Riddle me this: Why does the United States have has 3.5 million more registered voters than it has living adult citizens? That’s impossible after all the Democrats say there is no reason for Voter ID laws or purging the voter rolls. They anyone who wants to ensure only people who are supposed to vote are allowed to vote are trying to suppress voter turnout. And in a way they are correct, we want to make sure that none of those 3.5 million extra voters get to cast ballots, that would be voter fraud.
The Election Integrity Project of Judicial Watch — a Washington-based legal-watchdog group — analyzed data from the U.S. Census Bureau’s 2011–2015 American Community Survey and last month’s [July] statistics from the federal Election Assistance Commission. The latter included figures provided by 38 states. According to Judicial Watch, eleven states gave the EAC insufficient or questionable information. Pennsylvania’s legitimate numbers place it just below the over-registration threshold.
These 462 counties (18.5 percent of the 2,500 studied) exhibit this ghost-voter problem. These range from 101 percent registration in Delaware’s New Castle County to New Mexico’s Harding County, where there are 62 percent more registered voters than living, breathing adult citizens — or a 162 percent registration rate.
But California’s San Diego County earns the enchilada grande [I would guess the pun is intended]. Its 138 percent registration translates into 810,966 ghost voters. Los Angeles County’s 112 percent rate equals 707,475 over-registrations. Beyond the official data that it received, Judicial Watch reports that LA County employees “informed us that the total number of registered voters now stands at a number that is a whopping 144 percent of the total number of resident citizens of voting age.”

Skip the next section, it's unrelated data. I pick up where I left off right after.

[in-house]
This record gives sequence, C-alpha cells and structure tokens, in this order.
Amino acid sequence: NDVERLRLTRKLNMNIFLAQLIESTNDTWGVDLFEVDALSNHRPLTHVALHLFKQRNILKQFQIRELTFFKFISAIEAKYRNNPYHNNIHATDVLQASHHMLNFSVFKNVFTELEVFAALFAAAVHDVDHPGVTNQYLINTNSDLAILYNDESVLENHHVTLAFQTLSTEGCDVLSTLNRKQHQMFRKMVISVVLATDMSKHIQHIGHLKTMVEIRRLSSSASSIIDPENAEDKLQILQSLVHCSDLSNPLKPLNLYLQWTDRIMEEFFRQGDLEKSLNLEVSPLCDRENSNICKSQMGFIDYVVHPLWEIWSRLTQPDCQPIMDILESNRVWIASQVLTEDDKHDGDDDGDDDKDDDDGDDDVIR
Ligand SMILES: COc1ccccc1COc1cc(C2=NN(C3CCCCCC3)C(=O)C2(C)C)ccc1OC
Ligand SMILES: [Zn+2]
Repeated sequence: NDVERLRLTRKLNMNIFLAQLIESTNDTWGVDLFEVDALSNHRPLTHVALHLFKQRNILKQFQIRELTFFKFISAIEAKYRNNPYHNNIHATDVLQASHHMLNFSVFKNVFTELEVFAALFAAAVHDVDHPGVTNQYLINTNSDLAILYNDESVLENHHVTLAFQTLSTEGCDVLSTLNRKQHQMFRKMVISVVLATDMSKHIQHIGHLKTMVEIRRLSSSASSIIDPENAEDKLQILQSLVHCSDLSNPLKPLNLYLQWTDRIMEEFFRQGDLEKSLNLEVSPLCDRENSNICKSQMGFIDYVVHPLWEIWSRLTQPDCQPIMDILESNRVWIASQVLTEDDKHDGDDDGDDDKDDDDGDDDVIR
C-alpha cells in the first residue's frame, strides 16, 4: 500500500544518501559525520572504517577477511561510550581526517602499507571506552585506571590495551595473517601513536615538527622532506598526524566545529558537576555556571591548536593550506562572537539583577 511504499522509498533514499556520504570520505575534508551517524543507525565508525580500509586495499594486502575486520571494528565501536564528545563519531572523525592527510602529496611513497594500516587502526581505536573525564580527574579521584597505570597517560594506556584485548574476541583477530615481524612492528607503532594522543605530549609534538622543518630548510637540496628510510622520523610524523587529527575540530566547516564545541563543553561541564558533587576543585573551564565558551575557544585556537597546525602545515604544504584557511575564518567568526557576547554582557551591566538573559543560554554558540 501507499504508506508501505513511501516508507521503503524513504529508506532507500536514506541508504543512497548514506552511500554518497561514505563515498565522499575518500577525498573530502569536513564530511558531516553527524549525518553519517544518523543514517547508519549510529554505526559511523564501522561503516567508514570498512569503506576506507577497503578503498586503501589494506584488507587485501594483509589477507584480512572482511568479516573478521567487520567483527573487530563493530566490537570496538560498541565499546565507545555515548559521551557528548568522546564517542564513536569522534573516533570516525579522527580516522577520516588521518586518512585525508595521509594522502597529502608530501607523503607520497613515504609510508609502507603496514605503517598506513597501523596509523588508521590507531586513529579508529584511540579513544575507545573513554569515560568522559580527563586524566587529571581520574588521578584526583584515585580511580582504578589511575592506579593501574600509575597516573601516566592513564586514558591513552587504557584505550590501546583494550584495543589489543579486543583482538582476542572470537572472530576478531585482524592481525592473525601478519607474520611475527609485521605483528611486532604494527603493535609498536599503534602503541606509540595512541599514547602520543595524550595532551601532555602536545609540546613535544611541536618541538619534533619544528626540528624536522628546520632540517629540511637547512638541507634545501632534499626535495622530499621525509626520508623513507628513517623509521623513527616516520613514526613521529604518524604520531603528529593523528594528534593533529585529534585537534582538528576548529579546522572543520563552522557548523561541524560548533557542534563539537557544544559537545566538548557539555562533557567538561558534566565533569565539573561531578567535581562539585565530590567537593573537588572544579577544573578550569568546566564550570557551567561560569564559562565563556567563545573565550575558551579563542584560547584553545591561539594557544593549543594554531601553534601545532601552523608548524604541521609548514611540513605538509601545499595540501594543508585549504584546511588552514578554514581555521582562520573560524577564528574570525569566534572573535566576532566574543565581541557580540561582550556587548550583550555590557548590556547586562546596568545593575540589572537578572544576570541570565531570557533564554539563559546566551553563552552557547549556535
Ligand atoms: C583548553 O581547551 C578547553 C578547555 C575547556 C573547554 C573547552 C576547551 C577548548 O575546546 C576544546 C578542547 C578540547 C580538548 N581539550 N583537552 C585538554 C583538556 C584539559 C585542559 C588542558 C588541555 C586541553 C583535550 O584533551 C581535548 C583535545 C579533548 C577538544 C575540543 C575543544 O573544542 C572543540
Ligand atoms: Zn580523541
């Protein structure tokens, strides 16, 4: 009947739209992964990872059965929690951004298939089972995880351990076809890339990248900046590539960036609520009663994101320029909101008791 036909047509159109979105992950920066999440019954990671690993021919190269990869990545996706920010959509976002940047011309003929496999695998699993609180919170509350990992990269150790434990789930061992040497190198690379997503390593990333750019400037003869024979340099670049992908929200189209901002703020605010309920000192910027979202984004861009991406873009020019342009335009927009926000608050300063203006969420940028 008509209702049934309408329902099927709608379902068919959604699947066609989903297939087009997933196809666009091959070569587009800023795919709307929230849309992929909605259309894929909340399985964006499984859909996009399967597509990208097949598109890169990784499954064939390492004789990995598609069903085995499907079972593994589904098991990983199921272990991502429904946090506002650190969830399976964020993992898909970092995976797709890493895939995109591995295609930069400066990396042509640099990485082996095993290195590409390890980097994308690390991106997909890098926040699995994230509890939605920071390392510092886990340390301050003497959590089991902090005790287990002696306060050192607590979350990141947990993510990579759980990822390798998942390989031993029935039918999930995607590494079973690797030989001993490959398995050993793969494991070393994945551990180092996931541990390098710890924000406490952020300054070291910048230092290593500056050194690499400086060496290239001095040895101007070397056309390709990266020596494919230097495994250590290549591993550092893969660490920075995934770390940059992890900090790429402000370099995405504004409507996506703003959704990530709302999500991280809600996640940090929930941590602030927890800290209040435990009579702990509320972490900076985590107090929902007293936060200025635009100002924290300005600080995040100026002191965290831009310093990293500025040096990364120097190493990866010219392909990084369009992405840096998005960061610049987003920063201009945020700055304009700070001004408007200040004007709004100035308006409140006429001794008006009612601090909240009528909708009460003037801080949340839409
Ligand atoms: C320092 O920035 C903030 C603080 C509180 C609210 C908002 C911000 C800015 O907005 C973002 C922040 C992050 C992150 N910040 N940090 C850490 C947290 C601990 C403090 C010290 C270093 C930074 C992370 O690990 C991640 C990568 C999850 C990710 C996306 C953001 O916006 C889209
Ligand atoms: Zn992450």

All told, California is a veritable haunted house, teeming with 1,736,556 ghost voters. Judicial Watch last week wrote Democratic secretary of state Alex Padilla and authorities in eleven Golden State counties and documented how their election records are in shambles.
Murdock does point out that there is an over registration in many of the battleground states where the Electoral College votes can be decided minimal margins. Take a look at the over registration numbers in these background states:
- Colorado: 159,373
- Florida: 100,782
- Iowa: 31,077
- Michigan: 225,235
- New Hampshire: 8,211
- North Carolina: 189,721
- ‐Virginia: 89,979
President Donald J. Trump’s supporters might be intrigued to learn that Hillary Clinton’s margins of victory in Colorado (136,386) and New Hampshire (2,736) were lower than the numbers of ghost voters in those states. Clinton’s fans should know that Trump won Michigan (10,704) and North Carolina (173,315) by fewer ballots than ghost voters in those states.
Note if you want to see Deroy Murdock’s spreadsheet, of all the states, click here.
Isn’t it time to realize that this is a significant problem? Instead of complaining about the Electoral College Democrats should worry about ensuring the purity of the voting rolls. Every time some votes illegally, the rest of our votes are diminished in importance, and the concept of one man one vote goes out the window.
As Mr. Murdoch explained:
“When you have an extremely large number of stale names on the voter rolls in a county, it makes voter fraud much easier to commit,” Secretary of State Kris Kobach (R., Kan.), co-chairman of President Trump’s Advisory Commission on Election Integrity, told me. “It’s easier to identify a large number of names of people who have moved away or are deceased. At that point, if there is no photo-ID requirement in the state, those identities can be used to vote fraudulently.”
In fact, CBS’s Windy City affiliate last October compared local vote records with the Social Security Administration’s master death file. “In all,” the channel concluded, “the analysis showed 119 dead people have voted a total of 229 times in Chicago in the last decade.” KCBS–Los Angeles reported in May 2016 that 265 dead voters had cast ballots in southern California “year after year.”